After getting clean, Rodriguez gives back to the community and tries to help others. He has worked with Victory Outreach Church of Santa Cruz as a director for Recovery Home, a sober living program. As a staff member for Watsonville Works, he is determined to help his needy neighbors.
“I’m here to support Watsonville, my city,” Rodriguez says. “We’re here in the mud, but it doesn’t matter; we’re here to help the people.”
Robert Kostreba’s home sits at the end of the road on the edge of Drew Lake. It was completely flooded, and he returned recently to assess the damage. The 76-year-old was staying at a motel and was overwhelmed by the recovery task ahead.
“All these folks showed up with a dumpster,” Kostreba says. “I was desperate because I couldn’t find anybody [to help]. Thank God for all these people.”
The crew is helping Kostreba clear his garage by shoveling mud and hauling debris. A jacuzzi lays on its side in the yard behind the building, ready to be dismantled and removed.
When asked what he would like the community to know about the efforts that day, Kostreba was overcome with emotion.
“I just want it known that all these people came together,” he says.
As this year’s winter storms battered the area, the South County community grew increasingly frustrated with the lack of urgency by state and federal officials to assist the region. After the devastation of the Pajaro flood in Monterey County, the state reluctantly requested federal assistance as local officials urged them to do so. On April 3, more than three weeks after the Pajaro flood, President Biden signed a disaster declaration for Monterey County.
In South Santa Cruz County, the community has learned to rely on each other and to take a proactive approach. Before the first storms hit in December 2022, residents were already preparing for the worst. Felipe Ponce’s Watsonville Works crew and other community volunteers filled sandbags on the frontline.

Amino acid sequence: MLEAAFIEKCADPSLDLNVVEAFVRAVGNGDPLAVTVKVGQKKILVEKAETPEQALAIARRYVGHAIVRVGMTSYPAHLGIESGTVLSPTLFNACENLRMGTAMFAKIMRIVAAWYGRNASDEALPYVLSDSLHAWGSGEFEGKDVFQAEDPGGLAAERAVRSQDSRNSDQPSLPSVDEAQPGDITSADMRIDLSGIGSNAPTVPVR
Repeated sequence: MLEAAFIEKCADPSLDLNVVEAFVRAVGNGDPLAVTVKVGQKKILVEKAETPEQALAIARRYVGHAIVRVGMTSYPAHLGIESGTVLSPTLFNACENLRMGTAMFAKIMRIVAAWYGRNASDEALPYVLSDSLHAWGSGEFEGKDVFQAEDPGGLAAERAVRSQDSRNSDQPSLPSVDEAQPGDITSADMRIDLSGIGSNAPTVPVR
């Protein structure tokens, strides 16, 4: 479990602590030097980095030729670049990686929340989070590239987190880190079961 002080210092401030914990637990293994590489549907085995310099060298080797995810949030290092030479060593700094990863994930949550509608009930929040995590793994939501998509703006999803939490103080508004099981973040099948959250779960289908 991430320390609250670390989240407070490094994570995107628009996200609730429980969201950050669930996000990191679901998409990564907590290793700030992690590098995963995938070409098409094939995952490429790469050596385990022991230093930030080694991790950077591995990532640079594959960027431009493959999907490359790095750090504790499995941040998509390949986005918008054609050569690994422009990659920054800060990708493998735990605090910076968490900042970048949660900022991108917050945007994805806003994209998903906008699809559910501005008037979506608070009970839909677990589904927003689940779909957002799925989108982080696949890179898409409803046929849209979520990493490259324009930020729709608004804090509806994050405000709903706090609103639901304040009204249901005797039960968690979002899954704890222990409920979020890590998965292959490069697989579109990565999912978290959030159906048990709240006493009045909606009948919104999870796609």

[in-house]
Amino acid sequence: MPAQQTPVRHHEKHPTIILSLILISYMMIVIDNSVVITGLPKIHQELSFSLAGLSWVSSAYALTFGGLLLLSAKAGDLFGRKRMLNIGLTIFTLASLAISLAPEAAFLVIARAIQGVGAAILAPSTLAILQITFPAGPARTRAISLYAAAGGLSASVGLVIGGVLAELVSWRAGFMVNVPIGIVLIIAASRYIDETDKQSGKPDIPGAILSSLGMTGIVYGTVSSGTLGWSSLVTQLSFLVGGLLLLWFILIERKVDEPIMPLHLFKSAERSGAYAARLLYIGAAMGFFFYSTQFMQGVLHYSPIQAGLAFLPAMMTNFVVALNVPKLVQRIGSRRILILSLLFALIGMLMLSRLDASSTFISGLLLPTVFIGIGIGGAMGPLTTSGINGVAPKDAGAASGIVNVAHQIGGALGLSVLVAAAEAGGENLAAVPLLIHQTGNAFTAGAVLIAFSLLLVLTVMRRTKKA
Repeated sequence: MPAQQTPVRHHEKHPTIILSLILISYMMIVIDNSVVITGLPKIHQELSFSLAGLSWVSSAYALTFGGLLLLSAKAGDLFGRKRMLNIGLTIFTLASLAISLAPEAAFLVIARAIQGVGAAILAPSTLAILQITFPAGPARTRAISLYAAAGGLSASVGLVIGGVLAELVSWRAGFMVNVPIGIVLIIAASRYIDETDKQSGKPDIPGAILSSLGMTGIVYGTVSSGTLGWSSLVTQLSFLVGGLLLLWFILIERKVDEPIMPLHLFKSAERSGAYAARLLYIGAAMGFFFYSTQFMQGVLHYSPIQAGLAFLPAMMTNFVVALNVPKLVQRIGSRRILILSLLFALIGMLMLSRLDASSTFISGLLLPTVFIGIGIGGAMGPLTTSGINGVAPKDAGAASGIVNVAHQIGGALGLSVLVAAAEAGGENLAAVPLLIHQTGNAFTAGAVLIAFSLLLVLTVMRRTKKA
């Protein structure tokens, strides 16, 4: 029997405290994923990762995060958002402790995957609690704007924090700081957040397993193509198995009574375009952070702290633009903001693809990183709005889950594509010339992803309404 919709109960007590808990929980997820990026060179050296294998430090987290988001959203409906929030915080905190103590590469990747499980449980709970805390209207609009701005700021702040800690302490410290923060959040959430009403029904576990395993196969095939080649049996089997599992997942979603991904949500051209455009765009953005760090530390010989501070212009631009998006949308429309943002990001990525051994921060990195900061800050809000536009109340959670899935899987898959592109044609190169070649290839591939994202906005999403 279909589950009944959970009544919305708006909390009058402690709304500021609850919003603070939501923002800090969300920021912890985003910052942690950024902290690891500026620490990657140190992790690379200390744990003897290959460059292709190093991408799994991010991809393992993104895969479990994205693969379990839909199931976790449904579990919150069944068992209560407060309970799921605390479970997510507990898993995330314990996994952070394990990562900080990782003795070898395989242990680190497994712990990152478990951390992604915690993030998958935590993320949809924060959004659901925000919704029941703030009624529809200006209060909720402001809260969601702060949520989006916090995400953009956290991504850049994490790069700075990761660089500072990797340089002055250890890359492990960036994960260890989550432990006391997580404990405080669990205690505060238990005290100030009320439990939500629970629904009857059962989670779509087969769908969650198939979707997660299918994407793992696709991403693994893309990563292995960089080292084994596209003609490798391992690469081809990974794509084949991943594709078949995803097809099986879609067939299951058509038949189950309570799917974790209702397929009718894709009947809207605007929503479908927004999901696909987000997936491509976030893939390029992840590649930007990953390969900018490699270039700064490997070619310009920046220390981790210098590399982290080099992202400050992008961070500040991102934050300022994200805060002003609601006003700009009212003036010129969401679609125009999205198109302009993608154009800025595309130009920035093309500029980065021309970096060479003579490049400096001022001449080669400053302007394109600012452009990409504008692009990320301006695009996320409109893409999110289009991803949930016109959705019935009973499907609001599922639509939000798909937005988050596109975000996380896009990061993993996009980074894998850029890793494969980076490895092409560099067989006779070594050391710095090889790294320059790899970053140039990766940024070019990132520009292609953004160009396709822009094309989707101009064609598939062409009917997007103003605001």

“We had about 17 people [volunteering],” Ponce says. “We did it; we were out there, rain or shine. We’re here to give back to the community.”
According to Paz Padilla, the director of Programs and Impact for CAB, about 80,000 pounds of sand was bagged and distributed in three days in early January at locations in Watsonville. She says that the Covid-19 pandemic taught the CAB staff the importance of adaptability, and those lessons were crucial in pivoting their services towards storm response.
The glacial pace of state and federal response is not new. Santa Cruz County Supervisor Felipe Hernandez, whose district includes most of Pajaro and Watsonville, has seen the community come together in the face of natural disasters. The winter floods are the most recent example, but he remembers a similar community effort after the 1989 Loma Prieta earthquake.
“The state response, the federal response was not there,” Hernandez says. “This is a community that comes together in times of crisis, and I think it’s always going to be that way here in the Pajaro Valley.”
Hernandez says that the collaboration between nonprofits like CAB and local government is a model that should be replicated in other counties and municipalities. He is proud of the individuals transitioning from homelessness, playing a crucial role in such times.
“Putting the houseless back to work instills a sense of community and a sense of work ethic back into folks,” Hernandez says.